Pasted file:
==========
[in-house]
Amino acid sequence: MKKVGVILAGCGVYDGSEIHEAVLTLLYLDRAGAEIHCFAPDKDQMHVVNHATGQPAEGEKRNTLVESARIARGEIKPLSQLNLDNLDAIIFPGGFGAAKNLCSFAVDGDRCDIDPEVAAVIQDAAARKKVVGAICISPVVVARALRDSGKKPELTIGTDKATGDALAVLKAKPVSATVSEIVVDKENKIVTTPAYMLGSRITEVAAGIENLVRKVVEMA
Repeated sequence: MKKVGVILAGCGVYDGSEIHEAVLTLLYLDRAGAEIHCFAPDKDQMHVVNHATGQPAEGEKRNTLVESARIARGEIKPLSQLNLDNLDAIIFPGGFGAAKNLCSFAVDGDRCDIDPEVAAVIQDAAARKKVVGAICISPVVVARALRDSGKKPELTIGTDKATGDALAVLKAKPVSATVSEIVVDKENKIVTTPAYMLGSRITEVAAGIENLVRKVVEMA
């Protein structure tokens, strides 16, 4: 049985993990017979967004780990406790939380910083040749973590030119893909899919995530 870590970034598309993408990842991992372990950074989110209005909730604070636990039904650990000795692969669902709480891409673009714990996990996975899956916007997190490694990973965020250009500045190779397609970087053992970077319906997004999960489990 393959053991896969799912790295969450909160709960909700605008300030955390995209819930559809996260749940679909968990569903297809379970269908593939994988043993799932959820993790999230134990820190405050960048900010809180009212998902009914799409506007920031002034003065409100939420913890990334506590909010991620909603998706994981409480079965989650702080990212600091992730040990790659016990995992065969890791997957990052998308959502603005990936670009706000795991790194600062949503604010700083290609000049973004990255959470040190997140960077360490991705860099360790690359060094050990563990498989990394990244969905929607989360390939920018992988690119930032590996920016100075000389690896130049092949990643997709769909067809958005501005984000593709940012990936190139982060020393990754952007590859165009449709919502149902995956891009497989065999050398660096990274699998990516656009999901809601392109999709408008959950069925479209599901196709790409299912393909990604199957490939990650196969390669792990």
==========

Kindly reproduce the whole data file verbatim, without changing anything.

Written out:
[in-house]
Amino acid sequence: MKKVGVILAGCGVYDGSEIHEAVLTLLYLDRAGAEIHCFAPDKDQMHVVNHATGQPAEGEKRNTLVESARIARGEIKPLSQLNLDNLDAIIFPGGFGAAKNLCSFAVDGDRCDIDPEVAAVIQDAAARKKVVGAICISPVVVARALRDSGKKPELTIGTDKATGDALAVLKAKPVSATVSEIVVDKENKIVTTPAYMLGSRITEVAAGIENLVRKVVEMA
Repeated sequence: MKKVGVILAGCGVYDGSEIHEAVLTLLYLDRAGAEIHCFAPDKDQMHVVNHATGQPAEGEKRNTLVESARIARGEIKPLSQLNLDNLDAIIFPGGFGAAKNLCSFAVDGDRCDIDPEVAAVIQDAAARKKVVGAICISPVVVARALRDSGKKPELTIGTDKATGDALAVLKAKPVSATVSEIVVDKENKIVTTPAYMLGSRITEVAAGIENLVRKVVEMA
């Protein structure tokens, strides 16, 4: 049985993990017979967004780990406790939380910083040749973590030119893909899919995530 870590970034598309993408990842991992372990950074989110209005909730604070636990039904650990000795692969669902709480891409673009714990996990996975899956916007997190490694990973965020250009500045190779397609970087053992970077319906997004999960489990 393959053991896969799912790295969450909160709960909700605008300030955390995209819930559809996260749940679909968990569903297809379970269908593939994988043993799932959820993790999230134990820190405050960048900010809180009212998902009914799409506007920031002034003065409100939420913890990334506590909010991620909603998706994981409480079965989650702080990212600091992730040990790659016990995992065969890791997957990052998308959502603005990936670009706000795991790194600062949503604010700083290609000049973004990255959470040190997140960077360490991705860099360790690359060094050990563990498989990394990244969905929607989360390939920018992988690119930032590996920016100075000389690896130049092949990643997709769909067809958005501005984000593709940012990936190139982060020393990754952007590859165009449709919502149902995956891009497989065999050398660096990274699998990516656009999901809601392109999709408008959950069925479209599901196709790409299912393909990604199957490939990650196969390669792990």